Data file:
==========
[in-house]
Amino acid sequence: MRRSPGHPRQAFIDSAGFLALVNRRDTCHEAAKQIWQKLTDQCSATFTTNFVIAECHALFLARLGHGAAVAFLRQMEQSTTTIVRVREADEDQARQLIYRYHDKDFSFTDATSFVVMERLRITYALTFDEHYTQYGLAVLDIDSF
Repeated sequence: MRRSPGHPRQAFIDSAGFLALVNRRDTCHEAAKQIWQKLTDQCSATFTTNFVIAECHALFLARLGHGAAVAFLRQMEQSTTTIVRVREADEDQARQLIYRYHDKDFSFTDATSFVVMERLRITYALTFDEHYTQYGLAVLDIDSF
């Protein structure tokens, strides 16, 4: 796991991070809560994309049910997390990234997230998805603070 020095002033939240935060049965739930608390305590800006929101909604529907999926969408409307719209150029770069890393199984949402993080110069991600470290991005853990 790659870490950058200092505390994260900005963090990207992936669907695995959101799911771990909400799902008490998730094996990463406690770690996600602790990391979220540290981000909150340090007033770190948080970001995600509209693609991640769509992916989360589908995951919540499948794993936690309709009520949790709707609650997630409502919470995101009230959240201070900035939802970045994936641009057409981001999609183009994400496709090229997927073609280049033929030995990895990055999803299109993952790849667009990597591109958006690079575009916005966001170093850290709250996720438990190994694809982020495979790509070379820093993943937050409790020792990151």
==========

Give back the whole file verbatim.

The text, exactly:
[in-house]
Amino acid sequence: MRRSPGHPRQAFIDSAGFLALVNRRDTCHEAAKQIWQKLTDQCSATFTTNFVIAECHALFLARLGHGAAVAFLRQMEQSTTTIVRVREADEDQARQLIYRYHDKDFSFTDATSFVVMERLRITYALTFDEHYTQYGLAVLDIDSF
Repeated sequence: MRRSPGHPRQAFIDSAGFLALVNRRDTCHEAAKQIWQKLTDQCSATFTTNFVIAECHALFLARLGHGAAVAFLRQMEQSTTTIVRVREADEDQARQLIYRYHDKDFSFTDATSFVVMERLRITYALTFDEHYTQYGLAVLDIDSF
């Protein structure tokens, strides 16, 4: 796991991070809560994309049910997390990234997230998805603070 020095002033939240935060049965739930608390305590800006929101909604529907999926969408409307719209150029770069890393199984949402993080110069991600470290991005853990 790659870490950058200092505390994260900005963090990207992936669907695995959101799911771990909400799902008490998730094996990463406690770690996600602790990391979220540290981000909150340090007033770190948080970001995600509209693609991640769509992916989360589908995951919540499948794993936690309709009520949790709707609650997630409502919470995101009230959240201070900035939802970045994936641009057409981001999609183009994400496709090229997927073609280049033929030995990895990055999803299109993952790849667009990597591109958006690079575009916005966001170093850290709250996720438990190994694809982020495979790509070379820093993943937050409790020792990151």